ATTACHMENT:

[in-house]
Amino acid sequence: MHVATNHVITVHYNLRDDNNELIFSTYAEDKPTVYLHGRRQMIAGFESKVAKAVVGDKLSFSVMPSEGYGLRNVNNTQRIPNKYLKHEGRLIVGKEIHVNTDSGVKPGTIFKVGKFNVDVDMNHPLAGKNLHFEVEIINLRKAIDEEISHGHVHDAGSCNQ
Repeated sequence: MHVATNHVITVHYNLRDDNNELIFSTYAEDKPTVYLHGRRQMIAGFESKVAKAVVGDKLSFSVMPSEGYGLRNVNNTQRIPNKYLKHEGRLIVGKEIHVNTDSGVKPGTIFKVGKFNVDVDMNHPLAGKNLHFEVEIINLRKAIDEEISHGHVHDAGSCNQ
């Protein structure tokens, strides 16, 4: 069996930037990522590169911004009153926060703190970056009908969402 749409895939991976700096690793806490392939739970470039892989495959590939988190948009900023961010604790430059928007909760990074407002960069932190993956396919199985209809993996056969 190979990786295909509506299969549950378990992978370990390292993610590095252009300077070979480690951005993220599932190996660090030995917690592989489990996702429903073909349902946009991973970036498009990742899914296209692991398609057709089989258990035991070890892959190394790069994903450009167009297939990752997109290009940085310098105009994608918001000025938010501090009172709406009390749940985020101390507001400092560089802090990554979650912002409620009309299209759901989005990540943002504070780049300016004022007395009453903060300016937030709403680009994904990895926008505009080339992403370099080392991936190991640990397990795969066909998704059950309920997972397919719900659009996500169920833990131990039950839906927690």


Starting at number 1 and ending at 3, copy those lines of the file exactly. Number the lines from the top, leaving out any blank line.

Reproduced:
[in-house]
Amino acid sequence: MHVATNHVITVHYNLRDDNNELIFSTYAEDKPTVYLHGRRQMIAGFESKVAKAVVGDKLSFSVMPSEGYGLRNVNNTQRIPNKYLKHEGRLIVGKEIHVNTDSGVKPGTIFKVGKFNVDVDMNHPLAGKNLHFEVEIINLRKAIDEEISHGHVHDAGSCNQ
Repeated sequence: MHVATNHVITVHYNLRDDNNELIFSTYAEDKPTVYLHGRRQMIAGFESKVAKAVVGDKLSFSVMPSEGYGLRNVNNTQRIPNKYLKHEGRLIVGKEIHVNTDSGVKPGTIFKVGKFNVDVDMNHPLAGKNLHFEVEIINLRKAIDEEISHGHVHDAGSCNQ